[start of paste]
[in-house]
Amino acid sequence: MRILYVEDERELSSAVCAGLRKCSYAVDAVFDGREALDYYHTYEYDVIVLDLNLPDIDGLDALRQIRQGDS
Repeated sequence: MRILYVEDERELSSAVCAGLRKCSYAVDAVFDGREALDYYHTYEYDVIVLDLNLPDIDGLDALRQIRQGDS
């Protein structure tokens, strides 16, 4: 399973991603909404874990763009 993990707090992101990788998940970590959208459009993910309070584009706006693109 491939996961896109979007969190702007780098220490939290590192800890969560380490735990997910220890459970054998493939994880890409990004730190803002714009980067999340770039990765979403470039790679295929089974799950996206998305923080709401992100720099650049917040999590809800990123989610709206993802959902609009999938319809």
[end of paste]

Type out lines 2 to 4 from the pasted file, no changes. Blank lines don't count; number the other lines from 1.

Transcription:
Amino acid sequence: MRILYVEDERELSSAVCAGLRKCSYAVDAVFDGREALDYYHTYEYDVIVLDLNLPDIDGLDALRQIRQGDS
Repeated sequence: MRILYVEDERELSSAVCAGLRKCSYAVDAVFDGREALDYYHTYEYDVIVLDLNLPDIDGLDALRQIRQGDS
């Protein structure tokens, strides 16, 4: 399973991603909404874990763009 993990707090992101990788998940970590959208459009993910309070584009706006693109 491939996961896109979007969190702007780098220490939290590192800890969560380490735990997910220890459970054998493939994880890409990004730190803002714009980067999340770039990765979403470039790679295929089974799950996206998305923080709401992100720099650049917040999590809800990123989610709206993802959902609009999938319809």